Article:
Let $G$ be an affine, connected, reductive group and $X$ a $G$-module. Choose a maximal torus $T\subseteq G$, a Borel $B\subseteq G$ containing $T$ and let $U$ be the unipotent radical of $B$. Denote by the character group of $T$. Let $\Lambda\subseteq\mathbb{X}$ be the set of dominant weights of $G$ with respect to these choices. We can decompose the graded coordinate ring $\mathbb{C}[X]=\bigoplus_{\lambda\in\Lambda} V_{(\lambda)}$ into its isotypic components $V_{(\lambda)}$ of weight $\lambda$. Let \[ \Lambda_X=\{ \lambda\in\Lambda \mid V_{(\lambda)}\ne\{0\}\} \] be the set of weights that occur in $\mathbb{C}[X]$. Let $V_{(\lambda)}\cong V_\lambda^{\oplus n_\lambda}$, where $V_\lambda$ is the irreducible module of highest weight $\lambda$. Each $V_\lambda$ has a highest weight vector which is unique up to scaling - let $f_{\lambda 1}, \ldots, f_{\lambda n_\lambda}\in V_{(\lambda)}$ be linearly independent highest weight vectors. Claim. *For each $1\le k\le n_\lambda$, if the function $f:=f_{\lambda k}\in\mathbb{C}[X]$ is reducible, then there exist weights $\lambda_1,\ldots,\lambda_r\in\Lambda_X$ such that $\lambda$ is an $\mathbb N$-linear combination of the $\lambda_i$.* Indeed, about a year ago this statement was completely unclear to me. However, it's actually not that hard to see and I felt like sharing my proof. (more…)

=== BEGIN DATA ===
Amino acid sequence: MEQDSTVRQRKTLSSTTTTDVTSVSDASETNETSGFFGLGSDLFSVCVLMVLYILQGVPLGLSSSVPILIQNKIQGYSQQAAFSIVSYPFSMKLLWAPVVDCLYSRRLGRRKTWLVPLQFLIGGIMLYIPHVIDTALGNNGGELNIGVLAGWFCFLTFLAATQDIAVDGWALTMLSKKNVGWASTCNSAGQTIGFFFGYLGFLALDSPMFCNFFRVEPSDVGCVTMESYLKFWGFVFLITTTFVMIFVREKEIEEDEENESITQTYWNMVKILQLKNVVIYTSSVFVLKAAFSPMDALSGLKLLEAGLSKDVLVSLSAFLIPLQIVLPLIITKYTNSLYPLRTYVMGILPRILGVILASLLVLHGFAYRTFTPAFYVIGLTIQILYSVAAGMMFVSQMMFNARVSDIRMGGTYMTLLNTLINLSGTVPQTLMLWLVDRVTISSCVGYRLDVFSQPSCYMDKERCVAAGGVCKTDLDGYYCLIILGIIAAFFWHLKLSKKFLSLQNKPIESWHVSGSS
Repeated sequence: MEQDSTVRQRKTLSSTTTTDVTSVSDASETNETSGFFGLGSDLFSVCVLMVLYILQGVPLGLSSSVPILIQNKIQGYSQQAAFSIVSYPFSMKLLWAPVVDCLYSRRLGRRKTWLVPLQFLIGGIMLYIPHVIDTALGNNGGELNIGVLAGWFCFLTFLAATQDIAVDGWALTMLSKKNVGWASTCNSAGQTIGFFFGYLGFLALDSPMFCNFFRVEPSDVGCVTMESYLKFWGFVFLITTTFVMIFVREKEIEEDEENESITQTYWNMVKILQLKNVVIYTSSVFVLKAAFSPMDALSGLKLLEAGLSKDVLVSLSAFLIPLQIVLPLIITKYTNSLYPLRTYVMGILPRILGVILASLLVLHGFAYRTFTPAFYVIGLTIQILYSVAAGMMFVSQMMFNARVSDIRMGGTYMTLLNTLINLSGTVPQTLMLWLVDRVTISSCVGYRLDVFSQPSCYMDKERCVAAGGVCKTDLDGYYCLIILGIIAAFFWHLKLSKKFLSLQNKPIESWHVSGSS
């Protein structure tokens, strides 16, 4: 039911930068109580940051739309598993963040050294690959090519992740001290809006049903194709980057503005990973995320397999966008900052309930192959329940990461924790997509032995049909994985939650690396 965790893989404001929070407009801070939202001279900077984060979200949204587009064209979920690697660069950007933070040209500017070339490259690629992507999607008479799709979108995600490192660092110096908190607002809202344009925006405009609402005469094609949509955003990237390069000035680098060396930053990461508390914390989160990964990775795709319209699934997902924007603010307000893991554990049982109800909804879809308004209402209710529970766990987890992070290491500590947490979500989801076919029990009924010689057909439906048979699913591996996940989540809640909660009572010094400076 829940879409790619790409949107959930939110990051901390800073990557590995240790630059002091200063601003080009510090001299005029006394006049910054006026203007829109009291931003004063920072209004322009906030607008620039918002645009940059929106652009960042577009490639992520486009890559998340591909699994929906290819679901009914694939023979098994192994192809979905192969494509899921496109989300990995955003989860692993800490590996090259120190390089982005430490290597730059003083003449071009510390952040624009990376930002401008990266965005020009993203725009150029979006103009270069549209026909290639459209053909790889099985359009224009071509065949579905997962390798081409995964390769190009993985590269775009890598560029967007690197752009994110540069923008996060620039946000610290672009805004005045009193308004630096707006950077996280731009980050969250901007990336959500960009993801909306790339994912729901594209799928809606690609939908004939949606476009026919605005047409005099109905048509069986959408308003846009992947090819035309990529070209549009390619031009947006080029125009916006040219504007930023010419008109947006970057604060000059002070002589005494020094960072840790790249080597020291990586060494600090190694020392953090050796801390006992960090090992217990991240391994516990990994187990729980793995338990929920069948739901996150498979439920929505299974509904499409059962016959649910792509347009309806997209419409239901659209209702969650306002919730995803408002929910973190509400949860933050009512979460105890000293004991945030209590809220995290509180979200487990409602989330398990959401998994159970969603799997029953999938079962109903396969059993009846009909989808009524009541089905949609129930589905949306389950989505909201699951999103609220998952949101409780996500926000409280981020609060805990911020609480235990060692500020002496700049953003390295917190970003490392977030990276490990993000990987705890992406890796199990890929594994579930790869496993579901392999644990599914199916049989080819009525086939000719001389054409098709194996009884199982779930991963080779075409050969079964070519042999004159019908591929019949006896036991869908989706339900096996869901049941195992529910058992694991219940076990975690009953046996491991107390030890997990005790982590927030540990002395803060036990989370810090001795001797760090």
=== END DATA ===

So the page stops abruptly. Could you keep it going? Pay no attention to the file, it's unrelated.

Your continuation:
I asked a question on mathoverflow, and while researching I stumbled upon a theorem which I did not know before. I consider it quite powerful and the proof is short and sweet, I copied it from this expository paper by Bryden Cais: Theorem. Let $X$ be a normal, separated, Noetherian scheme and $U\subseteq X$ a nonempty affine open subset. Then, $X\setminus U$ is pure of codimension one. Proof. We need to show that for each generic point $y\in Y=X\setminus U$, the local ring $\mathcal{O}_{X,y}$ has dimension one. Let $y$ be the generic point of a component of $Y$. Denote by $\mathfrak{m}$ the maximal ideal of the local ring $A:=\mathcal{O}_{X,y}$. Let $S:=\mathrm{Spec}(A)$. The inclusion morphism $f:S\to X$ is affine because $X$ is separated (Lemma 1). Thus, $V:=f^{-1}(U)=S\setminus\{ \mathfrak{m} \}$ is an affine, open subscheme of $S$. The morphism on global sections $A=\mathcal{O}_S(S)\to\mathcal{O}_{V}(V)$, corresponding to the inclusion $V\to S$, is therefore injective. It can not be surjective because $V\ne S$. Pick some $a\in\mathcal{O}_{V}(V)\setminus A$. If we now had $\dim(A)>1$, then the prime ideals of height one $\mathfrak{p}\subseteq A$ would satisfy $\mathfrak{p}\ne\mathfrak{m}$, i.e. they would correspond to points contained in $V$. Consequently, we would have $a\in \mathcal{O}_{V,\mathfrak{p}} = A_{\mathfrak{p}}$. Because $A$ is a normal Noetherian domain, it is the intersection of all localizations at prime ideals of height one - this is Corollary 11.4 in Eisenbud's book. This yields the contradition that $a\in A$. Lemma 1. If $f:X\to Y$ is a morphism of schemes with $Y$ separated and $X$ affine, then $f$ is an affine morphism. Proof. This is exercise 3.3.6 in Qing Liu's book. Let $V\subseteq Y$ be an open affine subset. Proposition 3.9(f) in the same book tells you that there is a closed immersion $f^{-1}(V)\cong X\times_Y V\to X\times V$, so $f^{-1}(V)$ is isomorphic to a closed subscheme of an affine scheme, hence affine.